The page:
Over 93 percent of all Hindus in Pakistan live in Sindh. The recent abductions of Hindu girls from Khairpur, Dadu and Jacobabad have forced the Hindu families to flee their ancestral villages where they had been living for hundreds of years. In Ghotki alone, the locals say, as many as 800 families have fled.
Wankwani claims that most of such cases go unreported as families cover up victimisation to avoid public humiliation. “And when they do seek help, the police never co-operate. Most of the families, who have reported incidents of victimisation to the police, come back with complaints that the police have refused to register an FIR. It is only through contacts that you get an FIR registered.”
No official figures on forced conversions are available but the HRCP believes that the numbers are high.
In most cases, young Hindu girls are abducted, converted, and forced to marry Muslim men. In some cases, they have also been forced into prostitution.
In Lyari, 16 girls have been abducted and forced into prostitution so far, according to Wankwani. In the latest case, Poonam Wasu was drugged and married off to her friend’s brother. Fortunately, she ran away and was reunited with her family. For Poonam’s family, migration is not an option as they are willing to fight.
Banu, from a scheduled caste family, was abducted in the beginning of 2010 and is still missing. Her father, Devjee, is looking for a job at the age of 55 to arrange money to fight his daughter’s case in court.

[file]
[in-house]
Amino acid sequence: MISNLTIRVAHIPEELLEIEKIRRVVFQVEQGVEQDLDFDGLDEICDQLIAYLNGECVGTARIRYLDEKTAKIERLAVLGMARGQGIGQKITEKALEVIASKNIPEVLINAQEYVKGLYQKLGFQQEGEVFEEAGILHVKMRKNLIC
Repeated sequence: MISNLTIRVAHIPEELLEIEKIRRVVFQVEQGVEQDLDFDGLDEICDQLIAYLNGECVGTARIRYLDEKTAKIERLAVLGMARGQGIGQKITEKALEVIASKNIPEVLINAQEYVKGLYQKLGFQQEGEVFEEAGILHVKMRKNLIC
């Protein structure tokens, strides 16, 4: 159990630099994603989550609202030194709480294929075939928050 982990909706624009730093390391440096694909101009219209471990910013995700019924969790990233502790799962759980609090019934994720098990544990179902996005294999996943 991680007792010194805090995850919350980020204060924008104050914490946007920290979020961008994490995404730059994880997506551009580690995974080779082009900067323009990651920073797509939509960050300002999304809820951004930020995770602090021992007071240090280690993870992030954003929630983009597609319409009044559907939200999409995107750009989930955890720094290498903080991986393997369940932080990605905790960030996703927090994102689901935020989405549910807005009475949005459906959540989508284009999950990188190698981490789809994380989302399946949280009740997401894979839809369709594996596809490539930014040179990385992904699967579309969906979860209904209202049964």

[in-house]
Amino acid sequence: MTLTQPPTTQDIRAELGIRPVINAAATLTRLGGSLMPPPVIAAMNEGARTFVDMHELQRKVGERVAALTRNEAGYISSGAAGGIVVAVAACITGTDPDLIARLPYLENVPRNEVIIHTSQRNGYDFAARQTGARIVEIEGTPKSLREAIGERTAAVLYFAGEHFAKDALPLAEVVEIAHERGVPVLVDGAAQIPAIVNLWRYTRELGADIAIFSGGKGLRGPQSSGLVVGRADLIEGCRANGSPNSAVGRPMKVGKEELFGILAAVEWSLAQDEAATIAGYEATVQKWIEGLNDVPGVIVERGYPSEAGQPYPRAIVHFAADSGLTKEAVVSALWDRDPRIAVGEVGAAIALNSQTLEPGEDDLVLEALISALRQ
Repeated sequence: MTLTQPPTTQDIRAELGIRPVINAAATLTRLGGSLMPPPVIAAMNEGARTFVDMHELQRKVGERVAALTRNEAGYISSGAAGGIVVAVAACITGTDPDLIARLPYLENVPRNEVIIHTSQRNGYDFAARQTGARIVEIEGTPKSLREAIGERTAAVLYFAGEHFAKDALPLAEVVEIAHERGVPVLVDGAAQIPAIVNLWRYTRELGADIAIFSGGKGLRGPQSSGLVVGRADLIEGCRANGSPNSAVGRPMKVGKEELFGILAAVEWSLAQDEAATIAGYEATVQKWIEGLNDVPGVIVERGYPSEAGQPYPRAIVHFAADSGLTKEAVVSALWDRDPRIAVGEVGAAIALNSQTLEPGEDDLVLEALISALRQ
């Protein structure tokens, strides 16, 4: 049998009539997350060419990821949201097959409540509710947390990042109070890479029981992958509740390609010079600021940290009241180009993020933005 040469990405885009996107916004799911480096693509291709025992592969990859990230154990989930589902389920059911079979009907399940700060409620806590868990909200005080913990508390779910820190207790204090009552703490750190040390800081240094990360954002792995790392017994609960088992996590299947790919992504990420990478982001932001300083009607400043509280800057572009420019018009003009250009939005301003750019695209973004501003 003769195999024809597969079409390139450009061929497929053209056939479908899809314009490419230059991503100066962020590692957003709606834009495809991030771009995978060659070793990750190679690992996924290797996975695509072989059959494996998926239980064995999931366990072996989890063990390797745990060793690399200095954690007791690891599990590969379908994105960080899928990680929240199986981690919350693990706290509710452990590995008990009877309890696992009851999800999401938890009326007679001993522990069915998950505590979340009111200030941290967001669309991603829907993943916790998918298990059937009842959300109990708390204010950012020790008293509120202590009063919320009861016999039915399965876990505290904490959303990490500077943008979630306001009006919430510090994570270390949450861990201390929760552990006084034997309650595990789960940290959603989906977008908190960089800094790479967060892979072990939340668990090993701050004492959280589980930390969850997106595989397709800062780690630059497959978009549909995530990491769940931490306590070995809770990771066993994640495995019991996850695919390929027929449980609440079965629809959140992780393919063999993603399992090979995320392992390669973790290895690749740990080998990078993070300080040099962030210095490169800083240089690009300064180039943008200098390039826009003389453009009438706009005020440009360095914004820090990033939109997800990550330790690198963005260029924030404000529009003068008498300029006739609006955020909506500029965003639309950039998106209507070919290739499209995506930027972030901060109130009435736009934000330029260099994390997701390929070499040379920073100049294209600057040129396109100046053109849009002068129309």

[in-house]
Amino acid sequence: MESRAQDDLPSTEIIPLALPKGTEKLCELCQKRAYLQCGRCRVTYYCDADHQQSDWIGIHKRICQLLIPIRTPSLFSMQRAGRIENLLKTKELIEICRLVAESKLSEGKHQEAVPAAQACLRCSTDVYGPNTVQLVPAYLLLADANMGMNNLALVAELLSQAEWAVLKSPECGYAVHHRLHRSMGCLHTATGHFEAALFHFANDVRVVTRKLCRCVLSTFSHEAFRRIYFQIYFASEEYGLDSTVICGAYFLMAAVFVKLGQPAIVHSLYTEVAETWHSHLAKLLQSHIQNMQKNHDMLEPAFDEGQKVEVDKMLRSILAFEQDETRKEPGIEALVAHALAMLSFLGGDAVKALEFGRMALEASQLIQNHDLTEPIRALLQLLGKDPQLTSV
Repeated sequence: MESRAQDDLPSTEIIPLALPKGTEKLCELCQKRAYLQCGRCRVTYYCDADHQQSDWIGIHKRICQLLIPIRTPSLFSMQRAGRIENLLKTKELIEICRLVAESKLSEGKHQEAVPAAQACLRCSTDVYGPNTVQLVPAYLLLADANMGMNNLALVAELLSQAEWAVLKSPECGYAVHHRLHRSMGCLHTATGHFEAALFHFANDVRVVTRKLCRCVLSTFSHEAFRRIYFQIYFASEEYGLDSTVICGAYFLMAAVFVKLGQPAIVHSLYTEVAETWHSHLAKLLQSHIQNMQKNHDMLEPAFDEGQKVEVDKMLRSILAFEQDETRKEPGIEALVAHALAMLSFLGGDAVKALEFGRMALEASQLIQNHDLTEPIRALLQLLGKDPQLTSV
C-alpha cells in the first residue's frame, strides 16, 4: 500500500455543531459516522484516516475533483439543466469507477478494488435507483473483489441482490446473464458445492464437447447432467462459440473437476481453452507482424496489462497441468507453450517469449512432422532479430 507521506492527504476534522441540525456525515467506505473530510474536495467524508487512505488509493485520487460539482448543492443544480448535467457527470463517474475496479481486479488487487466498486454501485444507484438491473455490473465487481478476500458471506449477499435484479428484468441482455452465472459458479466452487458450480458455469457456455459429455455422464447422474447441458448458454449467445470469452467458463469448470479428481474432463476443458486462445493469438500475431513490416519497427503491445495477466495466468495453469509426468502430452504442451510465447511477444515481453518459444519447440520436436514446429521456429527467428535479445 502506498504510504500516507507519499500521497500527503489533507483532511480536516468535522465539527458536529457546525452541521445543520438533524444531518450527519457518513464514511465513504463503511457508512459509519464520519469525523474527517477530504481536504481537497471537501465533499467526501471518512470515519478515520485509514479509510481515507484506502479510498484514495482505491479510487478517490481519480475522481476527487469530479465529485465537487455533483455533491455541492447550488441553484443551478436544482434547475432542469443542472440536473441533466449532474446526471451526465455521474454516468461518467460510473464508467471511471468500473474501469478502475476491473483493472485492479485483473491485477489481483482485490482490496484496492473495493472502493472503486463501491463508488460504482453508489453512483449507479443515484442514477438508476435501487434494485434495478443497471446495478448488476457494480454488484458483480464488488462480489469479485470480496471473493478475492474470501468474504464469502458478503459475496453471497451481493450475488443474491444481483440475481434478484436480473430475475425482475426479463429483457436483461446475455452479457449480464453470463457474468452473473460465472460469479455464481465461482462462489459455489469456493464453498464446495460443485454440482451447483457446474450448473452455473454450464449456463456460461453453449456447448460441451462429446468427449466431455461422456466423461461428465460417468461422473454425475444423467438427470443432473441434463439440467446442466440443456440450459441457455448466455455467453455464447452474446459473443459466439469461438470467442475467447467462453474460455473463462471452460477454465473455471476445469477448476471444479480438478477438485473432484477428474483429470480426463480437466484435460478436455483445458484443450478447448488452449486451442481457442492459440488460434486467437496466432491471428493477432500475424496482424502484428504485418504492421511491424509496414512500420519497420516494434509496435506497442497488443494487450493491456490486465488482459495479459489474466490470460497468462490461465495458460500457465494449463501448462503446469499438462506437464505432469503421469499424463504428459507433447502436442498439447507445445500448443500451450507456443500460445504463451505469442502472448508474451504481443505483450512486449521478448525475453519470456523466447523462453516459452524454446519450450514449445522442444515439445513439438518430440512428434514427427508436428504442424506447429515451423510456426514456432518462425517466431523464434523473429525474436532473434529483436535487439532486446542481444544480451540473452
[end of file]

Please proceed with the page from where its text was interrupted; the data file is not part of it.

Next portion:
In 2007, Wankwani filed a petition in the Sindh High Court against forced conversions. Four years have gone by and he is still hopeful that something concrete would come out of it. “I have a firm belief in the judicial system of Pakistan. Let’s see.”
Kidnapping for Ransom
Kidnapping for ransom is another cause of concern for Hindu families. Dr Khushal Das, the founder of the Rajput Veterinary Services, is awaiting he safe recovery of his two nieces for the last two months. The two women were on their way to Dr Das’s home when they were kidnapped from Bahadurabad. One was a 27-year-old mother of two and other a 21-year-old student.
Dr Das received a call from his frantic sister-in-law that her daughters had not come back home. “They had left around 2 in the afternoon and my Bhabhi called me around 2 at night,” he said.
In a hushed tone, he said that what was more shocking to him was the attitude of the authorities. “I have given 30 years of my life to this city and after this incident people are behaving as if they do not know me at all,” he said with a rueful smile.
The only time he felt a bit hopeful was when he received a missed call on his mobile phone one night. Cautious, he informed the police who told him that the call was made from Abbottabad which was out of their jurisdiction.
But the apathetic attitude of the police did not disappoint him. He went from person to person of the higher ranks to find some clue to his missing nieces. “I am financially secure and can pay money to get my nieces back. But tell me honestly would someone want to stay in this country after such an incident?”